Photo depicting a pair of hands holding a phone with a white lock symbol above it. Two Apple-product computers are in the background with blue screens that feature the same lock symbol.

OPINION: Tech Companies Want to Write Their Own Rules on Data Privacy. Don’t Let Them.

by Brianna Auffray and Hillary Haden


The collection and processing of personal data is what makes many of our digital interactions possible. It’s what allows you to search your Gmail inbox or get personalized recommendations for movies. But the practice has also brought us what Harvard business professor Shoshana Zuboff has termed “surveillance capitalism.” An entire industry now exists to collect and sell your data to companies, which in turn use it to learn more about you and determine how you’re likely to behave in the future. 

This new industry is enormous and rose to prominence almost overnight. By 2017, user data had surpassed oil to become the most valuable resource in the world.

We’re all familiar with the eerie feeling of being flooded with advertisements based on the websites and social media we visit, but it’s important to understand that collecting personal information is about more than just ads. Surveillance-based data collection has become an integral part of nearly every economic sector: healthcare, automobiles, education, finance, insurance, and nearly every consumer product or service described as “smart” or “personalized.” 

While the sale of such data could mean more conveniences for consumers, civil rights advocates are quick to point out that the lack of regulation in these markets leaves users open to extreme abuse by corporations and even governments.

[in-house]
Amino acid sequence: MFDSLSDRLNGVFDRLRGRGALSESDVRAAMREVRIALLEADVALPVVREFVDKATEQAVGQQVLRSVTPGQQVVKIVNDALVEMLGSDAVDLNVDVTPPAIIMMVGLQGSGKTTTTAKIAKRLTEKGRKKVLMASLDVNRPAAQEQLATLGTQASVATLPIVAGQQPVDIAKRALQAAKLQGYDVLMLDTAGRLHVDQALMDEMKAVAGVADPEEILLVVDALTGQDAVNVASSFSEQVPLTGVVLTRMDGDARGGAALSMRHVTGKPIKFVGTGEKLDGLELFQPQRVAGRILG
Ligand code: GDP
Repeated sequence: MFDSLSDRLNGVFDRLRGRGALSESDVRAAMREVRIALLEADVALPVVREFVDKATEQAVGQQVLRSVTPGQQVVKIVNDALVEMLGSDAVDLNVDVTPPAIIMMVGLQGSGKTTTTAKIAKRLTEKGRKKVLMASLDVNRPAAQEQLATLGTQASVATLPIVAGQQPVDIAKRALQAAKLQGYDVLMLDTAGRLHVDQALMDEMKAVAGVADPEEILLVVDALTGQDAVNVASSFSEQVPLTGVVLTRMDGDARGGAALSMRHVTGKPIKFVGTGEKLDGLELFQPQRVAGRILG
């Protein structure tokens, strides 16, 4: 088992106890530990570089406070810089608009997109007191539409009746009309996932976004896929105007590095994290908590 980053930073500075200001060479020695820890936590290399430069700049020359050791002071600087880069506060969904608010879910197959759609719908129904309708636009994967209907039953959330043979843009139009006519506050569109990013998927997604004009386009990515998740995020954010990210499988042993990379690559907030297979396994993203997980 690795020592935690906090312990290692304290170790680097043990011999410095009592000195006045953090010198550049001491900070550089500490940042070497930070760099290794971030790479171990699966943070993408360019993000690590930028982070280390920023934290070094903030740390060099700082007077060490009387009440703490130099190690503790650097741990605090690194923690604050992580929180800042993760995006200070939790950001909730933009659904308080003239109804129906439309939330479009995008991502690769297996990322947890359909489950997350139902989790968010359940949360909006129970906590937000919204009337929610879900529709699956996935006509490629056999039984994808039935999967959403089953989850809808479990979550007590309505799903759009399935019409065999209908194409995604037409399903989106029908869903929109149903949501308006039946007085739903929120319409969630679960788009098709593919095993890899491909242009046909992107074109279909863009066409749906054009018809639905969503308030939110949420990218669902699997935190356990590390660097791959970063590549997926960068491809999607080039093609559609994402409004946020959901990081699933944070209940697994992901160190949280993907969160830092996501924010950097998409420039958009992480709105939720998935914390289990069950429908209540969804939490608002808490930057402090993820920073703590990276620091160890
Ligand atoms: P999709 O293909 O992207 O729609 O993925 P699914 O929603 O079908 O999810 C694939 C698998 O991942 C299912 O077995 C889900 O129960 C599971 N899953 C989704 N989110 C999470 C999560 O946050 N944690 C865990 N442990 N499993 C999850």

In the vast majority of U.S. states, for example, the maker of your smartwatch could sell your sleep, exercise, and heart-rate data to your health insurance carrier without ever telling you, let alone asking for your consent. Law enforcement and government agencies can likewise bypass Fourth Amendment privacy protections to track protestors and immigrants. In many countries, such data is also used to perpetuate the abuse of workers and carry out the genocide of religious minorities.

Outside the European Union, few laws exist that govern the collection, processing, and sale of data in this digital economy, and most are too weak to adequately protect the public.

In the U.S., the sale of data without consent has already put historically marginalized and surveilled communities at greater risk. Late in 2020, Vice revealed how apps designed specifically for Muslim users were selling personal data to private brokers who shared it with the American military as well as U.S. Immigration and Customs Enforcement (ICE). The apps in question were downloaded more than 150 million times, giving the U.S. government access to sensitive information that would otherwise require a warrant. 

Why aren’t more people aware of the extreme abuses happening right under our noses? Why is there no collective uproar, no major attempts to stop it? The answer is because Big Tech has worked hard to keep users in the dark. Companies like Google understand that consumers generally don’t want them to mine their private email and online activity, so they simply didn’t ask. Instead, they created data collection systems that are largely undetectable.